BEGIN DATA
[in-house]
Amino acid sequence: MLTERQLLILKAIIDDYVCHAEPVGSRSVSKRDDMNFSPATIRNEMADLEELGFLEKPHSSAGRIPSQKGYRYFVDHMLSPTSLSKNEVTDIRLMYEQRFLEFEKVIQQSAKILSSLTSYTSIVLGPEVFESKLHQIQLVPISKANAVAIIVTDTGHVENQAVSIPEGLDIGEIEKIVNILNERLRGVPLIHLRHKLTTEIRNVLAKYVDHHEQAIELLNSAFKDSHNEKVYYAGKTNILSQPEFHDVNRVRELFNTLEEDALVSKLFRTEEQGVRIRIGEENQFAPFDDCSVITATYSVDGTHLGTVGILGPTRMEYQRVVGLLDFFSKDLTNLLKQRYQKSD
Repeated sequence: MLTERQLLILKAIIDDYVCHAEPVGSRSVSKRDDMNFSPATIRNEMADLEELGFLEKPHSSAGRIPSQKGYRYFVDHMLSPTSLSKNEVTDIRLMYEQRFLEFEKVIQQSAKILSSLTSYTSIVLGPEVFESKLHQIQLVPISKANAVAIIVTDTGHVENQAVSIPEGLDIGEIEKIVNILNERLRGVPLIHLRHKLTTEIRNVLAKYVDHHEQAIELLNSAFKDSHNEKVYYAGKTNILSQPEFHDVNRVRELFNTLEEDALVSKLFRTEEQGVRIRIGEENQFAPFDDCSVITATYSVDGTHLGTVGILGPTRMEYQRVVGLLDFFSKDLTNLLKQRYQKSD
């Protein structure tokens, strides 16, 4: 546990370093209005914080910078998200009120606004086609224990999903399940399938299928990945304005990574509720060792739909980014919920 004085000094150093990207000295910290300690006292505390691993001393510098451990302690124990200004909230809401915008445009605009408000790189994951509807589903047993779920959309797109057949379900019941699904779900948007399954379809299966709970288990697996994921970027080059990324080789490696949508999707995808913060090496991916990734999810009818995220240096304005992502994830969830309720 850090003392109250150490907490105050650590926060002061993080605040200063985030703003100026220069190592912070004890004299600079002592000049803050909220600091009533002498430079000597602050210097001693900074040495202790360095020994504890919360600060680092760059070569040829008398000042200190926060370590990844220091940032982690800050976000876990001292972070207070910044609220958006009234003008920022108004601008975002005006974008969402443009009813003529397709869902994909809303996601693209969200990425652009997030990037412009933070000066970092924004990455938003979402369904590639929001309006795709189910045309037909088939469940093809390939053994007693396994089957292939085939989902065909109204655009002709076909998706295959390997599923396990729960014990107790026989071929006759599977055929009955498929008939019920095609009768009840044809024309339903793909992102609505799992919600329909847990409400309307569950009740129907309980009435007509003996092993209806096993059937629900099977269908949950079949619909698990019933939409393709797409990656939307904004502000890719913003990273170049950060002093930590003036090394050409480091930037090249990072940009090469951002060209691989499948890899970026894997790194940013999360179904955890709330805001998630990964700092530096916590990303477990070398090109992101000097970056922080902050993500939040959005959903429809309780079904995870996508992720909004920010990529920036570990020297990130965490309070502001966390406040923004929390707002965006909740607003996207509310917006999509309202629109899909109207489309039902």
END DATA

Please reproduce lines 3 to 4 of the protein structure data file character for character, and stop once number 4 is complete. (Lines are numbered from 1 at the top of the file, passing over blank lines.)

Repeated sequence: MLTERQLLILKAIIDDYVCHAEPVGSRSVSKRDDMNFSPATIRNEMADLEELGFLEKPHSSAGRIPSQKGYRYFVDHMLSPTSLSKNEVTDIRLMYEQRFLEFEKVIQQSAKILSSLTSYTSIVLGPEVFESKLHQIQLVPISKANAVAIIVTDTGHVENQAVSIPEGLDIGEIEKIVNILNERLRGVPLIHLRHKLTTEIRNVLAKYVDHHEQAIELLNSAFKDSHNEKVYYAGKTNILSQPEFHDVNRVRELFNTLEEDALVSKLFRTEEQGVRIRIGEENQFAPFDDCSVITATYSVDGTHLGTVGILGPTRMEYQRVVGLLDFFSKDLTNLLKQRYQKSD
């Protein structure tokens, strides 16, 4: 546990370093209005914080910078998200009120606004086609224990999903399940399938299928990945304005990574509720060792739909980014919920 004085000094150093990207000295910290300690006292505390691993001393510098451990302690124990200004909230809401915008445009605009408000790189994951509807589903047993779920959309797109057949379900019941699904779900948007399954379809299966709970288990697996994921970027080059990324080789490696949508999707995808913060090496991916990734999810009818995220240096304005992502994830969830309720 850090003392109250150490907490105050650590926060002061993080605040200063985030703003100026220069190592912070004890004299600079002592000049803050909220600091009533002498430079000597602050210097001693900074040495202790360095020994504890919360600060680092760059070569040829008398000042200190926060370590990844220091940032982690800050976000876990001292972070207070910044609220958006009234003008920022108004601008975002005006974008969402443009009813003529397709869902994909809303996601693209969200990425652009997030990037412009933070000066970092924004990455938003979402369904590639929001309006795709189910045309037909088939469940093809390939053994007693396994089957292939085939989902065909109204655009002709076909998706295959390997599923396990729960014990107790026989071929006759599977055929009955498929008939019920095609009768009840044809024309339903793909992102609505799992919600329909847990409400309307569950009740129907309980009435007509003996092993209806096993059937629900099977269908949950079949619909698990019933939409393709797409990656939307904004502000890719913003990273170049950060002093930590003036090394050409480091930037090249990072940009090469951002060209691989499948890899970026894997790194940013999360179904955890709330805001998630990964700092530096916590990303477990070398090109992101000097970056922080902050993500939040959005959903429809309780079904995870996508992720909004920010990529920036570990020297990130965490309070502001966390406040923004929390707002965006909740607003996207509310917006999509309202629109899909109207489309039902």